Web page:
FD 3-5 Cover

Each version includes the following:

•36 weekly activities which can be done as a whole class or as a center activity, including the answer keys
•All the matching handouts are included as a full page and as a half page, in both color and in grayscale, which will make for easier printing for those that do not have access to a color printer
•All 36 weeks worth of audio files  See more pages here.

3 Minutes for Focused Attention

Need some quick brain breaks activities that don’t take a lot of time or prep to pull off?  Check out the list below!

  • jumping jacks – Have students do a little stretching before starting and then get that bloos pumping with 20 jumping jacks for resuming work
  • gonoodle – One of my son’s favorite classroom websites
  • balloon bounce – The class gets in one large circle facing each other and holds wrists.  You toss a non-latex balloon into the circle and they must work together to bounce it and keep it off the ground
  • Eye Spy – Ask students to stand up or sit on their desk tops and look for items you are spying throughout the classroom
  • nature walk – If it is a nice weather day, pop your heads out of the school building door for a brisk walk before resuming the learning
  • 3 minute lego build – Hand each student group a bucket of legos and see who can build the tallest tower in 3 minutes
  • Pandora playlist – use a fun kid-friendly playlist (I love KidzBop Kids songs) just to jam out for a couple minutes
  • head, shoulders, knees, and toes – quick finger play songs work beautifully for the littles in the classroom
  • pretend you are… – Choose different animals to pretend and act out what those animals might look and sound like
  • compliment break – Have older students write down a general compliment on a scrap piece of paper.  Then play music and students roam around the room.  When the music stops, they pair up with the student closest to them and swap papers.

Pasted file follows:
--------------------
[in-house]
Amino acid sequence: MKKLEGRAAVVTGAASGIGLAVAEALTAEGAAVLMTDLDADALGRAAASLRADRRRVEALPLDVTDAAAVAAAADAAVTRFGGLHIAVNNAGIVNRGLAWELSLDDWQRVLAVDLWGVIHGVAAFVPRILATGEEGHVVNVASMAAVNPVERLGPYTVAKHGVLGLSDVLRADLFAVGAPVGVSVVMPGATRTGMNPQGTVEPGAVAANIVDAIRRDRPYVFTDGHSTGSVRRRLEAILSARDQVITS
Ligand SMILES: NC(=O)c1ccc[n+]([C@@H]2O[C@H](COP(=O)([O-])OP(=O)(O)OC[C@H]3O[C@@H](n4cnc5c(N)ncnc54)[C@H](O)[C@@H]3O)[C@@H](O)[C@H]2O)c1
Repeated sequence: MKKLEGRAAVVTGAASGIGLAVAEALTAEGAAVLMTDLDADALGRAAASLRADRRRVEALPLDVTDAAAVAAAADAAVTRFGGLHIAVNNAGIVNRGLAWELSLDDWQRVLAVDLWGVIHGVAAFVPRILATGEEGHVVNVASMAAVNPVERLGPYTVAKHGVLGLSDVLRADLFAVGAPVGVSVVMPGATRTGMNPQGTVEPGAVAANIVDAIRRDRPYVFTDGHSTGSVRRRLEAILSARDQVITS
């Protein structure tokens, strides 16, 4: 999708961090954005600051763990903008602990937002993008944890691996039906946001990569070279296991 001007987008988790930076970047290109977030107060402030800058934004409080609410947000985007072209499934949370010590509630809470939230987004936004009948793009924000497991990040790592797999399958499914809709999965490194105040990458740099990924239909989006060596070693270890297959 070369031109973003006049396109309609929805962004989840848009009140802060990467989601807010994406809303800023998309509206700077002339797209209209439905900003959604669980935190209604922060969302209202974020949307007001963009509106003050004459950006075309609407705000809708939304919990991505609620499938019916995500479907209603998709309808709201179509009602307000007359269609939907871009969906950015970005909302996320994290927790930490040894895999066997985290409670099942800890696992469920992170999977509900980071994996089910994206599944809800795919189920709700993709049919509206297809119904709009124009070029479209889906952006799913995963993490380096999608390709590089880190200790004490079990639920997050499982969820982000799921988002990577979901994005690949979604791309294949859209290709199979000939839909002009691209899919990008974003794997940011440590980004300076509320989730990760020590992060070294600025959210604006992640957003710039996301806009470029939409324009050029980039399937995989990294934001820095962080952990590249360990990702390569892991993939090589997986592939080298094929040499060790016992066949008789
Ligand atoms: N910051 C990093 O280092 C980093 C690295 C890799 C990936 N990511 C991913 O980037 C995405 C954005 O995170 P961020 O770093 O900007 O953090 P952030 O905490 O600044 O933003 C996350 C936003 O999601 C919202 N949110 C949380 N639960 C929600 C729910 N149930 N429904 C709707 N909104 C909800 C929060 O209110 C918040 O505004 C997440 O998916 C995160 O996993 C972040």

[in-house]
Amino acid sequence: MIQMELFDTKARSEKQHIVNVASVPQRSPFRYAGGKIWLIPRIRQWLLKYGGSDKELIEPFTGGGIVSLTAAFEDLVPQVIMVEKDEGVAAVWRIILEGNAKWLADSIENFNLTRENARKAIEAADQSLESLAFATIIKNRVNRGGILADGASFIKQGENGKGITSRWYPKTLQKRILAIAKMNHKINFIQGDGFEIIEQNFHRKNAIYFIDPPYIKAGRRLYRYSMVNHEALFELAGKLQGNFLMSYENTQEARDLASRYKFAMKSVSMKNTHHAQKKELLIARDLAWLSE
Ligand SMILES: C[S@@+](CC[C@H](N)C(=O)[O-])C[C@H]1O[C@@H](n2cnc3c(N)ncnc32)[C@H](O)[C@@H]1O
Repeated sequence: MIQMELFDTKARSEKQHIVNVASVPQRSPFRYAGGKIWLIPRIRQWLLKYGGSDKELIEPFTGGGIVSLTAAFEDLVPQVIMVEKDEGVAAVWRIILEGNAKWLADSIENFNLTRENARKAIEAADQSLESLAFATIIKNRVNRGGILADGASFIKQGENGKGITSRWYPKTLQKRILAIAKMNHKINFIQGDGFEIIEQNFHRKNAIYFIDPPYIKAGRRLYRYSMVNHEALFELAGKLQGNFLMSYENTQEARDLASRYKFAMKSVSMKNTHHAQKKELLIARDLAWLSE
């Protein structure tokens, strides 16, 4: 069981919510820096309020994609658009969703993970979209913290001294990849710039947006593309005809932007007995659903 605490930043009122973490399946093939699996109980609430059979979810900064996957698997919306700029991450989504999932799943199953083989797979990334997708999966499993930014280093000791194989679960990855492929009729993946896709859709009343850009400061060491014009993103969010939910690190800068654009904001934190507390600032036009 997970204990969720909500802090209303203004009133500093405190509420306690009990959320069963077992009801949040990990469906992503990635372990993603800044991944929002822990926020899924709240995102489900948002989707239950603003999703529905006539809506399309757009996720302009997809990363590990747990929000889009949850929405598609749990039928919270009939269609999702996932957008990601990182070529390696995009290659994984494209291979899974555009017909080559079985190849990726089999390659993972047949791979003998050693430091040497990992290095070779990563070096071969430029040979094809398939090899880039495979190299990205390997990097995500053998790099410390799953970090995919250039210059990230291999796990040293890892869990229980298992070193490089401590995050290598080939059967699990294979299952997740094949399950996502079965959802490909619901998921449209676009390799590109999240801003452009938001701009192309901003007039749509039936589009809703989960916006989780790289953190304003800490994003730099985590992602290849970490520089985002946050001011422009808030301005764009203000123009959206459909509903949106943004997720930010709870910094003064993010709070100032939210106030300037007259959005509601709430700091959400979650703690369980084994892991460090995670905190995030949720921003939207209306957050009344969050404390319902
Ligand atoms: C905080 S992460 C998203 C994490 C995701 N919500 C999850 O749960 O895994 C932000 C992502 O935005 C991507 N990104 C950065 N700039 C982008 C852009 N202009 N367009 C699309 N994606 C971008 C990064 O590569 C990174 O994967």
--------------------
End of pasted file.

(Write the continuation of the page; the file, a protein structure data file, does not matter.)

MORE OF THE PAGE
• scavenger hunt – Hide a few items in the room and have students work in teams for 3 minutes to see how many they can find (this could even be done on paper with a hidden objects printable)
  • quick commercials – Give student groups a slogan and a box of random “junk” in a box.  Ask them work together to come up with a 30 second commercial at the end of 3 minutes
  • water break – sometimes just a quick restroom and/or rehydration break does the trick too!

So much fun!  Want to know a secret?  I actually usually played a KIDZ BOP CD after school as well in the event that students might still be in the building with parents that were colleagues.  It just made me feel safer to play appropriate music, but something that I could still jam out to after school to unwind a bit while prepping for the next day.

Want 35 MORE ideas? Download the handout below!

How often do you stop instruction for brain breaks? When you see the glazed look on your students' faces or do you have a timer set up to help you remember?

What are some of your best brain break activities?  Please share them with all our teacher readers in the comments below – we love new ideas!


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The post Boppin’ with Brain Breaks appeared first on Organized Classroom.